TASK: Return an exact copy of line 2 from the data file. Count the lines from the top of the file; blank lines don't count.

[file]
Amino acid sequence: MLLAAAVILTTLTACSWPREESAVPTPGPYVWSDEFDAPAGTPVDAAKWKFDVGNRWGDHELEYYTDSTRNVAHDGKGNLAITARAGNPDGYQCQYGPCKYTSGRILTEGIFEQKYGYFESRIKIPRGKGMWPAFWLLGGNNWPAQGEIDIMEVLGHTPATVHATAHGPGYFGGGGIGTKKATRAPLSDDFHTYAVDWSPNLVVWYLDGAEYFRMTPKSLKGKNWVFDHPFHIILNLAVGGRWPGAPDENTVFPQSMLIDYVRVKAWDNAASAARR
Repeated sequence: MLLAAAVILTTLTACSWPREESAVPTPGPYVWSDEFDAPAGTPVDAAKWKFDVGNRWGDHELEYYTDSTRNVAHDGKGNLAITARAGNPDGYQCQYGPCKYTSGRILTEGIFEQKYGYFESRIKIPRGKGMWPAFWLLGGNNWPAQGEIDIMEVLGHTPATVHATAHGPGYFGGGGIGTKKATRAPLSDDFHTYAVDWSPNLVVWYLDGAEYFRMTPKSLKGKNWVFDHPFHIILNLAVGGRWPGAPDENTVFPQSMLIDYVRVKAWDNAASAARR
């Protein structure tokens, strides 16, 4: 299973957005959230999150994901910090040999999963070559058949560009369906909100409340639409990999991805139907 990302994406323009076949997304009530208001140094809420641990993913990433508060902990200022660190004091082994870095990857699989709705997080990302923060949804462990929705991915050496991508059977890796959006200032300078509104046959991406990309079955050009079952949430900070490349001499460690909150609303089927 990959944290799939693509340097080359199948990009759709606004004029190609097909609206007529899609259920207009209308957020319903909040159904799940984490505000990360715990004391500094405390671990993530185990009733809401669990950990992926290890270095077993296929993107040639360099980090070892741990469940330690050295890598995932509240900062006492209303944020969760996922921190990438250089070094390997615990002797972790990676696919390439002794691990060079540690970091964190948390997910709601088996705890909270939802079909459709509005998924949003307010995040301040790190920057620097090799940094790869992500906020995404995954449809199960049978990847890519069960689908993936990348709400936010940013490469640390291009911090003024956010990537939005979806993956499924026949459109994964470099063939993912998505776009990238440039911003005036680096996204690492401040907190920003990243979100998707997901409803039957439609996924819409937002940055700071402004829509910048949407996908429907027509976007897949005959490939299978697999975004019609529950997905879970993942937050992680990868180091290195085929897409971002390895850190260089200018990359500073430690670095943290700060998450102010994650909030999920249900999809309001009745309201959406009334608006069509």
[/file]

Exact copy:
Repeated sequence: MLLAAAVILTTLTACSWPREESAVPTPGPYVWSDEFDAPAGTPVDAAKWKFDVGNRWGDHELEYYTDSTRNVAHDGKGNLAITARAGNPDGYQCQYGPCKYTSGRILTEGIFEQKYGYFESRIKIPRGKGMWPAFWLLGGNNWPAQGEIDIMEVLGHTPATVHATAHGPGYFGGGGIGTKKATRAPLSDDFHTYAVDWSPNLVVWYLDGAEYFRMTPKSLKGKNWVFDHPFHIILNLAVGGRWPGAPDENTVFPQSMLIDYVRVKAWDNAASAARR